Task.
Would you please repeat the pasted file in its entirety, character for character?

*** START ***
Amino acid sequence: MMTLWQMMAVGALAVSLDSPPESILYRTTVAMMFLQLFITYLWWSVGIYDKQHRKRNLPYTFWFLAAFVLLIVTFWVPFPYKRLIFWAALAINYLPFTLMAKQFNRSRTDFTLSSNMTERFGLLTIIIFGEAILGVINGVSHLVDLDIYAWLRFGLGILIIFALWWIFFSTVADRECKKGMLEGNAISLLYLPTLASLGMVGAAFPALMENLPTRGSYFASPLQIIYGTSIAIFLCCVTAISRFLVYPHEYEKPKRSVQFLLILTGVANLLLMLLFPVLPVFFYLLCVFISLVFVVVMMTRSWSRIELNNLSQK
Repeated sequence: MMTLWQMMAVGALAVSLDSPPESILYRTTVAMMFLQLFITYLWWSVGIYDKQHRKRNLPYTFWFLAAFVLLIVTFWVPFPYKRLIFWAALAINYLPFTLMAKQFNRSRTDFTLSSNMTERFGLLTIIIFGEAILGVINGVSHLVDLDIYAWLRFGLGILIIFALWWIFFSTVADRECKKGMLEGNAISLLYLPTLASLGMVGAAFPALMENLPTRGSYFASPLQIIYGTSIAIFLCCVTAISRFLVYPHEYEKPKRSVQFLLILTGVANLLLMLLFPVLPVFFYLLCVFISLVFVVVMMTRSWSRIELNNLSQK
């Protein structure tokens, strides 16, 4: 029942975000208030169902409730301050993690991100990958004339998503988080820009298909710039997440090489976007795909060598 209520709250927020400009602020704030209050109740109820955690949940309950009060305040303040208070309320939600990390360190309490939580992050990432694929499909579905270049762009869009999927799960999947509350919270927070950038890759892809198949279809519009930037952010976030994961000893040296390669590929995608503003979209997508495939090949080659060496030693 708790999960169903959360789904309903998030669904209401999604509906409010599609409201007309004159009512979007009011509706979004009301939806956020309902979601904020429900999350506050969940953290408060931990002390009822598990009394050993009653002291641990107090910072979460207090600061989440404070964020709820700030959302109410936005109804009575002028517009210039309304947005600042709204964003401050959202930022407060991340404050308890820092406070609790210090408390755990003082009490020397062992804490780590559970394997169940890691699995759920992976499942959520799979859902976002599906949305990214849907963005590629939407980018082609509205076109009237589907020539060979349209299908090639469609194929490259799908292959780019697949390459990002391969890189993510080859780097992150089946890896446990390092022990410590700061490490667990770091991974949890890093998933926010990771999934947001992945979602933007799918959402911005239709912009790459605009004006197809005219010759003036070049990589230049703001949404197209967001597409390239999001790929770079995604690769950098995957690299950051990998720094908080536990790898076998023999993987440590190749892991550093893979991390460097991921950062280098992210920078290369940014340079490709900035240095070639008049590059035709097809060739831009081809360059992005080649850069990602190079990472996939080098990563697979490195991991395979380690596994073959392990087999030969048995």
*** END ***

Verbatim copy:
Amino acid sequence: MMTLWQMMAVGALAVSLDSPPESILYRTTVAMMFLQLFITYLWWSVGIYDKQHRKRNLPYTFWFLAAFVLLIVTFWVPFPYKRLIFWAALAINYLPFTLMAKQFNRSRTDFTLSSNMTERFGLLTIIIFGEAILGVINGVSHLVDLDIYAWLRFGLGILIIFALWWIFFSTVADRECKKGMLEGNAISLLYLPTLASLGMVGAAFPALMENLPTRGSYFASPLQIIYGTSIAIFLCCVTAISRFLVYPHEYEKPKRSVQFLLILTGVANLLLMLLFPVLPVFFYLLCVFISLVFVVVMMTRSWSRIELNNLSQK
Repeated sequence: MMTLWQMMAVGALAVSLDSPPESILYRTTVAMMFLQLFITYLWWSVGIYDKQHRKRNLPYTFWFLAAFVLLIVTFWVPFPYKRLIFWAALAINYLPFTLMAKQFNRSRTDFTLSSNMTERFGLLTIIIFGEAILGVINGVSHLVDLDIYAWLRFGLGILIIFALWWIFFSTVADRECKKGMLEGNAISLLYLPTLASLGMVGAAFPALMENLPTRGSYFASPLQIIYGTSIAIFLCCVTAISRFLVYPHEYEKPKRSVQFLLILTGVANLLLMLLFPVLPVFFYLLCVFISLVFVVVMMTRSWSRIELNNLSQK
């Protein structure tokens, strides 16, 4: 029942975000208030169902409730301050993690991100990958004339998503988080820009298909710039997440090489976007795909060598 209520709250927020400009602020704030209050109740109820955690949940309950009060305040303040208070309320939600990390360190309490939580992050990432694929499909579905270049762009869009999927799960999947509350919270927070950038890759892809198949279809519009930037952010976030994961000893040296390669590929995608503003979209997508495939090949080659060496030693 708790999960169903959360789904309903998030669904209401999604509906409010599609409201007309004159009512979007009011509706979004009301939806956020309902979601904020429900999350506050969940953290408060931990002390009822598990009394050993009653002291641990107090910072979460207090600061989440404070964020709820700030959302109410936005109804009575002028517009210039309304947005600042709204964003401050959202930022407060991340404050308890820092406070609790210090408390755990003082009490020397062992804490780590559970394997169940890691699995759920992976499942959520799979859902976002599906949305990214849907963005590629939407980018082609509205076109009237589907020539060979349209299908090639469609194929490259799908292959780019697949390459990002391969890189993510080859780097992150089946890896446990390092022990410590700061490490667990770091991974949890890093998933926010990771999934947001992945979602933007799918959402911005239709912009790459605009004006197809005219010759003036070049990589230049703001949404197209967001597409390239999001790929770079995604690769950098995957690299950051990998720094908080536990790898076998023999993987440590190749892991550093893979991390460097991921950062280098992210920078290369940014340079490709900035240095070639008049590059035709097809060739831009081809360059992005080649850069990602190079990472996939080098990563697979490195991991395979380690596994073959392990087999030969048995």